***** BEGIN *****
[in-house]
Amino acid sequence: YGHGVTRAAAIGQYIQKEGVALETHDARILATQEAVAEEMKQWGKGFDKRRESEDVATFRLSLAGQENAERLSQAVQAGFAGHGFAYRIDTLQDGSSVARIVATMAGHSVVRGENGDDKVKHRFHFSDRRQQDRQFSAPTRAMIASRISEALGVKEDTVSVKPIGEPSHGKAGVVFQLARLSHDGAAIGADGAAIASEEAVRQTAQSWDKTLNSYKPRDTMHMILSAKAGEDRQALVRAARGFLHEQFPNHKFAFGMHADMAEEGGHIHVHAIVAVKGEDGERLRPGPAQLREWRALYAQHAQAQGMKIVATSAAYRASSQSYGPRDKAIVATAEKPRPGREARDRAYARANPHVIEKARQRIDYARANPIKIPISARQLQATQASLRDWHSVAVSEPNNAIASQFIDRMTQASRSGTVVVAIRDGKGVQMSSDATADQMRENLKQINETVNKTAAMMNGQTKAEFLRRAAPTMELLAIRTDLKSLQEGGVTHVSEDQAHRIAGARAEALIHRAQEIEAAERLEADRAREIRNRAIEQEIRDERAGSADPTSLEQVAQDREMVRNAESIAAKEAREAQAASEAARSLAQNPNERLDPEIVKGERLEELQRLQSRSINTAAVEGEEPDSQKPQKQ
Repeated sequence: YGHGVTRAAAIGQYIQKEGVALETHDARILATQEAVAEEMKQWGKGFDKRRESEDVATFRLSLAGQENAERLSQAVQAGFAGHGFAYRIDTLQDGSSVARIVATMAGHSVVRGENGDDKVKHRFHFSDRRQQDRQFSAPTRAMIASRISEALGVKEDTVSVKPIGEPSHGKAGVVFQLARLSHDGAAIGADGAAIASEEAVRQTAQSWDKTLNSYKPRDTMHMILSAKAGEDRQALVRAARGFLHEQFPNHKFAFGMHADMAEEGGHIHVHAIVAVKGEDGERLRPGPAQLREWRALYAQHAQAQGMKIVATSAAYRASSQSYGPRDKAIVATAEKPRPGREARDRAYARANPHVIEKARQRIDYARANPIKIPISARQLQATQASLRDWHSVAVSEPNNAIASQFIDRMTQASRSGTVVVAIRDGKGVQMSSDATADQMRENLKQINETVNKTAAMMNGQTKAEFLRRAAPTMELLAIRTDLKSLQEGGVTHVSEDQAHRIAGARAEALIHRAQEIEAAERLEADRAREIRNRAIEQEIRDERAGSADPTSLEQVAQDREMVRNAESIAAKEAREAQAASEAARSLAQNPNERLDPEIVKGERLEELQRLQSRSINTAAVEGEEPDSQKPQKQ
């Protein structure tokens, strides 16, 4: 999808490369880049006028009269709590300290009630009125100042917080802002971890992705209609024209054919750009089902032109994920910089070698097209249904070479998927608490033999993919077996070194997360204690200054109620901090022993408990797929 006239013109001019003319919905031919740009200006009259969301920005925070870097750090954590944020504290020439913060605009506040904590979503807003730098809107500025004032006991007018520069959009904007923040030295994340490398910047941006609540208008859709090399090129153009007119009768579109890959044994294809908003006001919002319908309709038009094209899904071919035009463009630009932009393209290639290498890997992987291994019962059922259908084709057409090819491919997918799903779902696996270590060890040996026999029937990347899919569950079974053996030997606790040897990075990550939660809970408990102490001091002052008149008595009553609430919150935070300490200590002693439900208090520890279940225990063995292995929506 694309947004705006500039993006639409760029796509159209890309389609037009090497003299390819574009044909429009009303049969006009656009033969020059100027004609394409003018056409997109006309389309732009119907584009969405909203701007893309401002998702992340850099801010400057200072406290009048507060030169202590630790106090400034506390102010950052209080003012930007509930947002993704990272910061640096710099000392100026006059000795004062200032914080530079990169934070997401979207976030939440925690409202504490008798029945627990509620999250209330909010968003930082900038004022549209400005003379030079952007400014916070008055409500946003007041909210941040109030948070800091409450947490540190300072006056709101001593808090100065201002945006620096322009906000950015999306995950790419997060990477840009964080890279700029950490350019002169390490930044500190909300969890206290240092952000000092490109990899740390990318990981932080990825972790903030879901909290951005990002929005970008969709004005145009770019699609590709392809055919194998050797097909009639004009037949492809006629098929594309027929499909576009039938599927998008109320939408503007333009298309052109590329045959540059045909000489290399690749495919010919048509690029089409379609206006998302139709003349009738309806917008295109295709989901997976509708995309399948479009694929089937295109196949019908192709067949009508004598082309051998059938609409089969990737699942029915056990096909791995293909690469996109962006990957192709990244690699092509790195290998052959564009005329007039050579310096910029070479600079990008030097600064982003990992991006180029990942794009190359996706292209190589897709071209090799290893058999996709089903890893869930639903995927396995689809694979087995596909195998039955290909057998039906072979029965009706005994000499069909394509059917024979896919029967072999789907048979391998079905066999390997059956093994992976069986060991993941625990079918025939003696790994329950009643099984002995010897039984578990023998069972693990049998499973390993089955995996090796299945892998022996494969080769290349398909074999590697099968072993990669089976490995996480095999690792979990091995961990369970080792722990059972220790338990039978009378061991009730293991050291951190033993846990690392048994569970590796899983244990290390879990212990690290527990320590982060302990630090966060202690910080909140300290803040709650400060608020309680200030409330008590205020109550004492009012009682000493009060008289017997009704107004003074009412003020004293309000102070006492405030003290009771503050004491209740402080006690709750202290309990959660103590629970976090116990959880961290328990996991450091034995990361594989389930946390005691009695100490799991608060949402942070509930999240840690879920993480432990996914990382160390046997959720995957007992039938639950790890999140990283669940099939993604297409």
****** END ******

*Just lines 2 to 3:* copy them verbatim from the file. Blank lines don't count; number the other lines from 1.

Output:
Amino acid sequence: YGHGVTRAAAIGQYIQKEGVALETHDARILATQEAVAEEMKQWGKGFDKRRESEDVATFRLSLAGQENAERLSQAVQAGFAGHGFAYRIDTLQDGSSVARIVATMAGHSVVRGENGDDKVKHRFHFSDRRQQDRQFSAPTRAMIASRISEALGVKEDTVSVKPIGEPSHGKAGVVFQLARLSHDGAAIGADGAAIASEEAVRQTAQSWDKTLNSYKPRDTMHMILSAKAGEDRQALVRAARGFLHEQFPNHKFAFGMHADMAEEGGHIHVHAIVAVKGEDGERLRPGPAQLREWRALYAQHAQAQGMKIVATSAAYRASSQSYGPRDKAIVATAEKPRPGREARDRAYARANPHVIEKARQRIDYARANPIKIPISARQLQATQASLRDWHSVAVSEPNNAIASQFIDRMTQASRSGTVVVAIRDGKGVQMSSDATADQMRENLKQINETVNKTAAMMNGQTKAEFLRRAAPTMELLAIRTDLKSLQEGGVTHVSEDQAHRIAGARAEALIHRAQEIEAAERLEADRAREIRNRAIEQEIRDERAGSADPTSLEQVAQDREMVRNAESIAAKEAREAQAASEAARSLAQNPNERLDPEIVKGERLEELQRLQSRSINTAAVEGEEPDSQKPQKQ
Repeated sequence: YGHGVTRAAAIGQYIQKEGVALETHDARILATQEAVAEEMKQWGKGFDKRRESEDVATFRLSLAGQENAERLSQAVQAGFAGHGFAYRIDTLQDGSSVARIVATMAGHSVVRGENGDDKVKHRFHFSDRRQQDRQFSAPTRAMIASRISEALGVKEDTVSVKPIGEPSHGKAGVVFQLARLSHDGAAIGADGAAIASEEAVRQTAQSWDKTLNSYKPRDTMHMILSAKAGEDRQALVRAARGFLHEQFPNHKFAFGMHADMAEEGGHIHVHAIVAVKGEDGERLRPGPAQLREWRALYAQHAQAQGMKIVATSAAYRASSQSYGPRDKAIVATAEKPRPGREARDRAYARANPHVIEKARQRIDYARANPIKIPISARQLQATQASLRDWHSVAVSEPNNAIASQFIDRMTQASRSGTVVVAIRDGKGVQMSSDATADQMRENLKQINETVNKTAAMMNGQTKAEFLRRAAPTMELLAIRTDLKSLQEGGVTHVSEDQAHRIAGARAEALIHRAQEIEAAERLEADRAREIRNRAIEQEIRDERAGSADPTSLEQVAQDREMVRNAESIAAKEAREAQAASEAARSLAQNPNERLDPEIVKGERLEELQRLQSRSINTAAVEGEEPDSQKPQKQ